“In this instance, the auctioneer went above and beyond, explaining the terms and conditions prior to auction, and people had agreed to bid under those conditions,” said Ms Tynan.

“When the gavel fell, it was a disputed bid so they no longer had a highest bidder.

“The auctioneer’s decision to reopen the auction and accept the higher bid was final.

“The underbidder refused to bid again so therefore the property was sold to the highest bidder. It was correct – they did the right thing.”

Ms Tynan said the terms and conditions are in place so buyers and sellers can understand how auctions work.

She said if people are serious about buying a property at auction, they should stand front and centre where the auctioneer can see them.

“Don’t stand at the back and hide, waiting until the last minute to bid,” she added.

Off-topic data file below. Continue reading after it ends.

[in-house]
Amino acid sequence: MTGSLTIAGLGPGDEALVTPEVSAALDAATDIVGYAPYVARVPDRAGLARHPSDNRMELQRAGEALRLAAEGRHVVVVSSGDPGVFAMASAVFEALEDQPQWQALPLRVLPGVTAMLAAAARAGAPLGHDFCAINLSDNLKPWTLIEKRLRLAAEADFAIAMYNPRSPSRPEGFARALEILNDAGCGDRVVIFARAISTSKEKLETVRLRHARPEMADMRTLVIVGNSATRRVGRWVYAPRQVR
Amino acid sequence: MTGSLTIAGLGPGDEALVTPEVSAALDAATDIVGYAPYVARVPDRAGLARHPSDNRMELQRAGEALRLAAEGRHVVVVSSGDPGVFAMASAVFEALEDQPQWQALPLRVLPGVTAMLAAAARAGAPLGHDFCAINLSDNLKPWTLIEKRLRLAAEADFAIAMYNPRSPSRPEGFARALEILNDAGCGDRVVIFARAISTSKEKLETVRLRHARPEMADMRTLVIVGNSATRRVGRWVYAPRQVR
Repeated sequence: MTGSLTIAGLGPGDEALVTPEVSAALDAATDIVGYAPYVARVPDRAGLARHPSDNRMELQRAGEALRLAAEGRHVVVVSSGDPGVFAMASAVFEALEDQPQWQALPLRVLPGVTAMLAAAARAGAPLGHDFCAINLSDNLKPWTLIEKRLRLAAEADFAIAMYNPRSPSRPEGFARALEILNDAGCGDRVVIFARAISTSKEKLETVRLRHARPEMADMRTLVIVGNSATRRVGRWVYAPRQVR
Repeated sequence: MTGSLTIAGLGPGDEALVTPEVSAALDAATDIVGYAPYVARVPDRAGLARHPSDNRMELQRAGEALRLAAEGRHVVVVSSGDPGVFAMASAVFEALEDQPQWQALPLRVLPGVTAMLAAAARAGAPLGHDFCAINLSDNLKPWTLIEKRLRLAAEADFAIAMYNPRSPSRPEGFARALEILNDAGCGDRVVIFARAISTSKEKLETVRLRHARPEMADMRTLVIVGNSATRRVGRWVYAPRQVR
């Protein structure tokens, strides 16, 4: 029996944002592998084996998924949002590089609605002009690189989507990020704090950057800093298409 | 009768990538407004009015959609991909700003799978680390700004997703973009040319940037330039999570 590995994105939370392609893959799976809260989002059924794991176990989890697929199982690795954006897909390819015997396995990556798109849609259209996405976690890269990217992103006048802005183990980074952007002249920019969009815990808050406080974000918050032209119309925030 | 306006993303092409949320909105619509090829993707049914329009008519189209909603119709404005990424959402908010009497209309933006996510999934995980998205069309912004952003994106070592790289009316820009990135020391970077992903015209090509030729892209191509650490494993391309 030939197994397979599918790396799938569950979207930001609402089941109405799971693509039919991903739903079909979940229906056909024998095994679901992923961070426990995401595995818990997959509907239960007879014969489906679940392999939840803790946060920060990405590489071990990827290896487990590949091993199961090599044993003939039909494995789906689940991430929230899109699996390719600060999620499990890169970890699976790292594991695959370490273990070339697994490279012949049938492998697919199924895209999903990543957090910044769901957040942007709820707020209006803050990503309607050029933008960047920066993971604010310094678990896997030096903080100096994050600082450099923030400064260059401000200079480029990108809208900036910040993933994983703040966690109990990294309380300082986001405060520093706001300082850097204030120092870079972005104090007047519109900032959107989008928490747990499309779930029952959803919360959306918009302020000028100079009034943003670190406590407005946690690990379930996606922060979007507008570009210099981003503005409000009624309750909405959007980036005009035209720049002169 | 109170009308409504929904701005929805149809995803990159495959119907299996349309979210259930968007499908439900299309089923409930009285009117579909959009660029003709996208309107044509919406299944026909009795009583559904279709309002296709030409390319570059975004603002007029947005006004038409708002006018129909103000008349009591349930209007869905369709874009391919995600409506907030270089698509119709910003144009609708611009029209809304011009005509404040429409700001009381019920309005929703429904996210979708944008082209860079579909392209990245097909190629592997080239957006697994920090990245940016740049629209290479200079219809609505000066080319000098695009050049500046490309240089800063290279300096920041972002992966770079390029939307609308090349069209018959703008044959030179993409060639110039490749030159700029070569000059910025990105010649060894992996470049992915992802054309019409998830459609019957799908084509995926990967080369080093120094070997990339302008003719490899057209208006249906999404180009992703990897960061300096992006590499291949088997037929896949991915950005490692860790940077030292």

If buyers are feeling stressed and emotional, Ms Tynan said they can choose to engage a buyers’ agent to do the hard work for them.

She also said attending ‘practice auctions’ before going to the auction of the property people want to buy can help.

“I say to a lot of people who are contemplating entering the market to attend auctions to see what happens because this can prepare them for what lies ahead.”

Ms Tynan said all around Australia buyers are letting their emotions take over, becoming frustrated and sometimes angry, and often bidding well in excess of their approved limit because they are so focused on getting a particular property.

Mr Bunday said real estate agents don’t want to upset anyone. He added the Ainslie auction incident left him and Ms King feeling “lousy”.

“It was really awful when it should have been a happy occasion,” he said.


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17 Responses to Auction angst on the rise as bidders miss out
Tim Gardner Tim Gardner 6:32 pm 20 Jun 21

Agents are not being fair in this current market, I know of 2 sales in 2 weeks that the asking price was accepted, then the agent comes back and says no sale and either puts it to auction or ups the asking price..bloody unprofessional.

russianafroman russianafroman 8:32 pm 19 Jun 21

BUILD MORE HOMES.

Philip Tan Philip Tan 8:22 pm 19 Jun 21